How to Test Soil pH With pH Paper
PH TESTING STRIPS - BUY IT HERE
Testing the pH of garden soil should be done every 2 or 3 years to maintain optimum soil conditions for growing vegetables and flowers. Even nutrient-rich soil can fail to produce vigorous growth if the pH level is too high or too low for the plant. pH is measured numerically from 0 to 14, with 0 to 6.9 being acidic and 7.1 to 14 being alkaline.
A pH reading of 6.2 to 7.2 is desired for all-purpose gardening; however, some plants are very particular and require more a specific pH.
- Select a soil sample from several areas of your garden. The pH can vary from one spot to another. Choosing several sites will give you a good average. Dig to a depth of 6 inches and scoop up a small sample of soil. Place the soil in a gallon-size plastic storage bag. Add the sample soil from each area to the bag. Seal the bag and shake to mix the soil.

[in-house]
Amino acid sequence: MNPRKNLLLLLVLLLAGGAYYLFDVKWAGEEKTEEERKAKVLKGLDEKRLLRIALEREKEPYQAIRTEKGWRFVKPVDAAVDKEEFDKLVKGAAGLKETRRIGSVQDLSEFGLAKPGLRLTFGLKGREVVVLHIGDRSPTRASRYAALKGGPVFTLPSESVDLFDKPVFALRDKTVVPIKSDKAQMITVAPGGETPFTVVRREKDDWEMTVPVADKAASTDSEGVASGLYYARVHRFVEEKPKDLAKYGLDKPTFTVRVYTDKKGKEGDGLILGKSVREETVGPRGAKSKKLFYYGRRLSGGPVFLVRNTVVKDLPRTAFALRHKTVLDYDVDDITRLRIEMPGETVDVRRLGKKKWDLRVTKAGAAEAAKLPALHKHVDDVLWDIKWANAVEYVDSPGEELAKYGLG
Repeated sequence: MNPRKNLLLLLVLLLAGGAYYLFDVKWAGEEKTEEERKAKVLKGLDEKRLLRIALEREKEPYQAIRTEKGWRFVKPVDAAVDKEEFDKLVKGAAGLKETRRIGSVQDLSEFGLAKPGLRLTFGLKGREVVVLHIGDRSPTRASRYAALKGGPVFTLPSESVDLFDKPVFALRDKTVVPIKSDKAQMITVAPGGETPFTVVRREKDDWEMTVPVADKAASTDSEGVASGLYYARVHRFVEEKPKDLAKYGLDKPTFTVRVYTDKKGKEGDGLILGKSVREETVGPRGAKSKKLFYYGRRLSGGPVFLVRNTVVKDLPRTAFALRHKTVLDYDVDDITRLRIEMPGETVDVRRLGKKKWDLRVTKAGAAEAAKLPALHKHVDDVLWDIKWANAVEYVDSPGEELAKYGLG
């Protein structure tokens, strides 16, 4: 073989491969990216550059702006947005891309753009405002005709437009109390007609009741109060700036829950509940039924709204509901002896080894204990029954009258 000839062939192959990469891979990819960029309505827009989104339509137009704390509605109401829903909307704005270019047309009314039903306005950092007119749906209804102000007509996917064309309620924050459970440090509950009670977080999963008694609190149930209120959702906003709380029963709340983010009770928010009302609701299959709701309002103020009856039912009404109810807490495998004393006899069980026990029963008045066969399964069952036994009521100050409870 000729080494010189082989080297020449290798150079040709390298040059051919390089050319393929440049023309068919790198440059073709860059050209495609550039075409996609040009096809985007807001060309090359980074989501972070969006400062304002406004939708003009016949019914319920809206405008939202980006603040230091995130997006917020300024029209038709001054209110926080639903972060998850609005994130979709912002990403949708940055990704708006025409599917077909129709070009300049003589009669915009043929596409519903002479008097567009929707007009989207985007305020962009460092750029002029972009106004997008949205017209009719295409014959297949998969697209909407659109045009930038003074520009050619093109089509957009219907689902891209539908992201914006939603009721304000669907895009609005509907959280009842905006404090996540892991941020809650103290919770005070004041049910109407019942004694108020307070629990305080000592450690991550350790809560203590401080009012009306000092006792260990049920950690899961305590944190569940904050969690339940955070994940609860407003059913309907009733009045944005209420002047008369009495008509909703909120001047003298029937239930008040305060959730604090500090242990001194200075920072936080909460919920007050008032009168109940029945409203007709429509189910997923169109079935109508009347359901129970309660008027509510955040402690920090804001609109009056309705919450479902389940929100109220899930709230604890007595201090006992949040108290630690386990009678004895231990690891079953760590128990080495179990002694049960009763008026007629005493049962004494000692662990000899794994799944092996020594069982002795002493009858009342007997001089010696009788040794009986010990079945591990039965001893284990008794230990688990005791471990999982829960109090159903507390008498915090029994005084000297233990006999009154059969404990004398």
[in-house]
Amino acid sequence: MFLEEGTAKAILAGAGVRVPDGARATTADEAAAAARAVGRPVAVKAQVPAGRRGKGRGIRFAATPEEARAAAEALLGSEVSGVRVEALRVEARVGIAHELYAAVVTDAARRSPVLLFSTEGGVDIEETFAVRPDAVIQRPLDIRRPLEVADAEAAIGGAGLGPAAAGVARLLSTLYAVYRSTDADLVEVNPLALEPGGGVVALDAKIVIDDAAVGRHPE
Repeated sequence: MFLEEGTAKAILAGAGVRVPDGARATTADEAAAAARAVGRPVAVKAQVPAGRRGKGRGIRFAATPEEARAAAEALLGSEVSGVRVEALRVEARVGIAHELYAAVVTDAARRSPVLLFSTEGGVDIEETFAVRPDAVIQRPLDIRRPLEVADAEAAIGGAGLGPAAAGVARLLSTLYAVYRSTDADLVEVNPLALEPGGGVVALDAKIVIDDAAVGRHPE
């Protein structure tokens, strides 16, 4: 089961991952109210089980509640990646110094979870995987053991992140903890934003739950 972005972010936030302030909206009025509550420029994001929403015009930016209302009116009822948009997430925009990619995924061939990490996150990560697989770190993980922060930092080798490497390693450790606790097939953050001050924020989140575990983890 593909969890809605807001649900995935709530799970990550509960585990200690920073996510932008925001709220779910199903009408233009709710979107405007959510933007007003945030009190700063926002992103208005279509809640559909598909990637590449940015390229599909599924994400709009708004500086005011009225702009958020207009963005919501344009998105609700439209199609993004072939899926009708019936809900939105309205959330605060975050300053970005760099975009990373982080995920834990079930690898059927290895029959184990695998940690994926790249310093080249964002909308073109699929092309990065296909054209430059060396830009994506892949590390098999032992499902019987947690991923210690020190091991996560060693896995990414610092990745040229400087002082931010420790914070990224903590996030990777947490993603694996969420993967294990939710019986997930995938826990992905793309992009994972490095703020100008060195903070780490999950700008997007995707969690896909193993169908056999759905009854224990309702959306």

- Remove any bits of roots, leaves or other debris and discard. Spread the soil out on an old newspaper and allow it to dry. Measure 1/2 cup of the soil and add to a mason jar. Fill the jar to 2 inches from the top with distilled water. You can use tap water if you are sure the pH of the water is neutral, otherwise it will affect the results of the test. Close tightly and shake to mix thoroughly.
- Allow the water and soil mixture to set until the soil settles to the bottom and the water is clear. Insert the litmus paper into the water. If the litmus paper turns red, the soil is acidic; if it turns blue, the soil is alkaline. The litmus test will not indicate the degree of acidity. To determine the exact pH of the soil, you will need to purchase a soil test kit (see Resources below). Follow the same procedure for gathering soil samples. Add the capsule from the soil kit to the soil and water mixture according to the directions with the kit. Shake to mix. Compare the resulting color to the color chart provided in the soil test kit, once the soil has settled and the water has cleared.
By Nannette Richford, eHow Contributor. Read more